THE impact of repeated concussions has forced Ballarat Swans veteran player Corey Grills into an early retirement.
Grills has walked away from the game after suffering what he believes is the fifth concussion of his playing career, and third in as many years.
The 30-year-old was concussed in round one, but it was not until after attempting a return that he decided the risk was too great to continue playing.
He initially took just the one game off – returning against Lake Wendouree two weeks later in round three.
Grills admitted to playing in that match without a medical clearance, having been initially advised to have a four-week break.
He said it was in this game though that he realised he was not right.
Grills said while his decision to retire had not been immediate, now that he had made it he was comfortable with the call.
“It was a tough decision, but I have a young family and I have no doubt it’s the right decision.
“It (playing on) is not worth the risk. It’s unfortunate from a football point of view, but your health and family have to come first,” he said.
Grills was in his first season back with his original club Ballarat after three years with Gordon in the CHFL – coaching the Eagles to the 2015 grand final.
His junior football was capped off by three years with the North Ballarat Rebels. He then had two years with the Roosters in the VFL. His stint with the Swans before going to Gordon included playing in their 2008 premiership team.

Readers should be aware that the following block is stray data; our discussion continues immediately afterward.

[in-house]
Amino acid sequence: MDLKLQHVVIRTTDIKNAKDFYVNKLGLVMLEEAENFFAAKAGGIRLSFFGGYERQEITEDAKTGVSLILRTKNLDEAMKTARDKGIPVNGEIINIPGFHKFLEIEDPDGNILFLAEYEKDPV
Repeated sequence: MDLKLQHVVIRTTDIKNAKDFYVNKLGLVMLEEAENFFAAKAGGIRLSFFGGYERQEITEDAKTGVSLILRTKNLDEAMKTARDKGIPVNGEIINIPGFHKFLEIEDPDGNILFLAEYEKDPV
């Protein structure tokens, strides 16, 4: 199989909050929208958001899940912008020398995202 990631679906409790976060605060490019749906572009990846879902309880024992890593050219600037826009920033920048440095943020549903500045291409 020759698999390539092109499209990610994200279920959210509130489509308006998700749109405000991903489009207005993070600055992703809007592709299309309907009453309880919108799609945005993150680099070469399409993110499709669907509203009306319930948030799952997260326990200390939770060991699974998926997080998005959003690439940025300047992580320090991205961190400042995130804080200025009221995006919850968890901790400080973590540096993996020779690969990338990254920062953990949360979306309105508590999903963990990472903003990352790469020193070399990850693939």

He had returned to Ballarat with a view to helping nurture a young list in an on-field leadership role.
As well as retiring as a player, he has cut all formal ties with the Swans.
He said he did not have the drive to stay as a non-playing assistant and had left on good terms.
Grills said players needed to be aware of concussion.
“Never take it lightly.”
He said it had once been a culture for players to shrug off the effects of concussion, but with the management of players’ welfare now to the fore at all levels of sport they could no longer be brushed aside.
Grills said players needed to be sure they were right before returning.
“Don’t take short cuts. It’s not going to pay in the long-term.
“There’s more to consider than football.”
He said as he had learnt from early in his career, even significant gaps between cases of concussion were no protection from long-lasting effects of knocks to the head.
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